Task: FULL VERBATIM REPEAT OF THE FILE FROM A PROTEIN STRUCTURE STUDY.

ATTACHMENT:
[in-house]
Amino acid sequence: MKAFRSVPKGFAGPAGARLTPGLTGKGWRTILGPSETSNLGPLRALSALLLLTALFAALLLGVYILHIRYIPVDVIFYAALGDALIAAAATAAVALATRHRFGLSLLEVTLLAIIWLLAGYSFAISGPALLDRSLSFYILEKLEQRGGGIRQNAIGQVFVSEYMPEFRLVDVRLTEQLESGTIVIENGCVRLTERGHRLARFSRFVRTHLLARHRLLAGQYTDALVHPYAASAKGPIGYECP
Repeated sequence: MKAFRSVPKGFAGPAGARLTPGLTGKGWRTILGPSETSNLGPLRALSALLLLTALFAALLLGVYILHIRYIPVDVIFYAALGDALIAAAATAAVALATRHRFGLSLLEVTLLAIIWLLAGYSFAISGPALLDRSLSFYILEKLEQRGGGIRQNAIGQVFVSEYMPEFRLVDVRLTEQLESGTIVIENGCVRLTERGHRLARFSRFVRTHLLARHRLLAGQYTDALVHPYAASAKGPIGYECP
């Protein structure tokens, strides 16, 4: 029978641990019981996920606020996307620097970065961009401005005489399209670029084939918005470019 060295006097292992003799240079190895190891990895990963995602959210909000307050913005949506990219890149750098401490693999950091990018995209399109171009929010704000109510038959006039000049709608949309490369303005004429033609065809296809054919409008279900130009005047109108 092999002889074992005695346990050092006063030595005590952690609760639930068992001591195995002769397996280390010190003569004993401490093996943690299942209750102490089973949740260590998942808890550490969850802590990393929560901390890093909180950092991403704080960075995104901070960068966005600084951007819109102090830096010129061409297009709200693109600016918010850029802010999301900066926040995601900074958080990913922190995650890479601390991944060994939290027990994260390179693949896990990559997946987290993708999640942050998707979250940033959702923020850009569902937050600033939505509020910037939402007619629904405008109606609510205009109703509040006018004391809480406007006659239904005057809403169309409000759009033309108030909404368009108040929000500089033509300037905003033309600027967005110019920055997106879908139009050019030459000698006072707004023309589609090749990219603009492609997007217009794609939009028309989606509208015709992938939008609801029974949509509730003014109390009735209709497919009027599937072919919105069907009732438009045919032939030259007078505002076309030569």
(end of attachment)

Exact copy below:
[in-house]
Amino acid sequence: MKAFRSVPKGFAGPAGARLTPGLTGKGWRTILGPSETSNLGPLRALSALLLLTALFAALLLGVYILHIRYIPVDVIFYAALGDALIAAAATAAVALATRHRFGLSLLEVTLLAIIWLLAGYSFAISGPALLDRSLSFYILEKLEQRGGGIRQNAIGQVFVSEYMPEFRLVDVRLTEQLESGTIVIENGCVRLTERGHRLARFSRFVRTHLLARHRLLAGQYTDALVHPYAASAKGPIGYECP
Repeated sequence: MKAFRSVPKGFAGPAGARLTPGLTGKGWRTILGPSETSNLGPLRALSALLLLTALFAALLLGVYILHIRYIPVDVIFYAALGDALIAAAATAAVALATRHRFGLSLLEVTLLAIIWLLAGYSFAISGPALLDRSLSFYILEKLEQRGGGIRQNAIGQVFVSEYMPEFRLVDVRLTEQLESGTIVIENGCVRLTERGHRLARFSRFVRTHLLARHRLLAGQYTDALVHPYAASAKGPIGYECP
């Protein structure tokens, strides 16, 4: 029978641990019981996920606020996307620097970065961009401005005489399209670029084939918005470019 060295006097292992003799240079190895190891990895990963995602959210909000307050913005949506990219890149750098401490693999950091990018995209399109171009929010704000109510038959006039000049709608949309490369303005004429033609065809296809054919409008279900130009005047109108 092999002889074992005695346990050092006063030595005590952690609760639930068992001591195995002769397996280390010190003569004993401490093996943690299942209750102490089973949740260590998942808890550490969850802590990393929560901390890093909180950092991403704080960075995104901070960068966005600084951007819109102090830096010129061409297009709200693109600016918010850029802010999301900066926040995601900074958080990913922190995650890479601390991944060994939290027990994260390179693949896990990559997946987290993708999640942050998707979250940033959702923020850009569902937050600033939505509020910037939402007619629904405008109606609510205009109703509040006018004391809480406007006659239904005057809403169309409000759009033309108030909404368009108040929000500089033509300037905003033309600027967005110019920055997106879908139009050019030459000698006072707004023309589609090749990219603009492609997007217009794609939009028309989606509208015709992938939008609801029974949509509730003014109390009735209709497919009027599937072919919105069907009732438009045919032939030259007078505002076309030569």